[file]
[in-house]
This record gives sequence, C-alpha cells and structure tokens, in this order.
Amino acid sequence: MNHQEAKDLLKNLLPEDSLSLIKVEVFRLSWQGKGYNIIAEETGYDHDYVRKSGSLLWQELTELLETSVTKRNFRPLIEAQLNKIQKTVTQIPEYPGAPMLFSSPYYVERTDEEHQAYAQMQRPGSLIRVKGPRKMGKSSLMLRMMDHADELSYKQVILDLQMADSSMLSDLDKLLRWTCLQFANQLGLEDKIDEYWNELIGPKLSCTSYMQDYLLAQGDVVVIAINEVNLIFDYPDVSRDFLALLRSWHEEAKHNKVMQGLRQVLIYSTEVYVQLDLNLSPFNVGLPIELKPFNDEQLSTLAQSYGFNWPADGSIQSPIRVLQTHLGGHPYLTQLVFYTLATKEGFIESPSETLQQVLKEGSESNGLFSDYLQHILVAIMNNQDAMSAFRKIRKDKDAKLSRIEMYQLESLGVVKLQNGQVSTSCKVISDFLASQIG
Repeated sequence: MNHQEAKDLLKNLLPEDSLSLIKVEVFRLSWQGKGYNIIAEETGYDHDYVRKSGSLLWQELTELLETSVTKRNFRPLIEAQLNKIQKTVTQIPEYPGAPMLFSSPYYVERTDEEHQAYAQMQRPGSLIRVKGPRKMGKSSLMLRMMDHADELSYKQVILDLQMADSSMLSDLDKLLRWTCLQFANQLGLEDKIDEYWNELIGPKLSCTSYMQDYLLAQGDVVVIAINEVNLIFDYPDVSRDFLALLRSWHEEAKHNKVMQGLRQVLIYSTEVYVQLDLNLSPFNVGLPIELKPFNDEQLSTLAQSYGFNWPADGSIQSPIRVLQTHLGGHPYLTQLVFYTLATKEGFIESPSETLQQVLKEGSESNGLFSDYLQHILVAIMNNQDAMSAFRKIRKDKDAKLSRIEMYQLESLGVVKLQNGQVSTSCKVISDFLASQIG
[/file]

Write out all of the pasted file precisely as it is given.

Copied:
[in-house]
This record gives sequence, C-alpha cells and structure tokens, in this order.
Amino acid sequence: MNHQEAKDLLKNLLPEDSLSLIKVEVFRLSWQGKGYNIIAEETGYDHDYVRKSGSLLWQELTELLETSVTKRNFRPLIEAQLNKIQKTVTQIPEYPGAPMLFSSPYYVERTDEEHQAYAQMQRPGSLIRVKGPRKMGKSSLMLRMMDHADELSYKQVILDLQMADSSMLSDLDKLLRWTCLQFANQLGLEDKIDEYWNELIGPKLSCTSYMQDYLLAQGDVVVIAINEVNLIFDYPDVSRDFLALLRSWHEEAKHNKVMQGLRQVLIYSTEVYVQLDLNLSPFNVGLPIELKPFNDEQLSTLAQSYGFNWPADGSIQSPIRVLQTHLGGHPYLTQLVFYTLATKEGFIESPSETLQQVLKEGSESNGLFSDYLQHILVAIMNNQDAMSAFRKIRKDKDAKLSRIEMYQLESLGVVKLQNGQVSTSCKVISDFLASQIG
Repeated sequence: MNHQEAKDLLKNLLPEDSLSLIKVEVFRLSWQGKGYNIIAEETGYDHDYVRKSGSLLWQELTELLETSVTKRNFRPLIEAQLNKIQKTVTQIPEYPGAPMLFSSPYYVERTDEEHQAYAQMQRPGSLIRVKGPRKMGKSSLMLRMMDHADELSYKQVILDLQMADSSMLSDLDKLLRWTCLQFANQLGLEDKIDEYWNELIGPKLSCTSYMQDYLLAQGDVVVIAINEVNLIFDYPDVSRDFLALLRSWHEEAKHNKVMQGLRQVLIYSTEVYVQLDLNLSPFNVGLPIELKPFNDEQLSTLAQSYGFNWPADGSIQSPIRVLQTHLGGHPYLTQLVFYTLATKEGFIESPSETLQQVLKEGSESNGLFSDYLQHILVAIMNNQDAMSAFRKIRKDKDAKLSRIEMYQLESLGVVKLQNGQVSTSCKVISDFLASQIG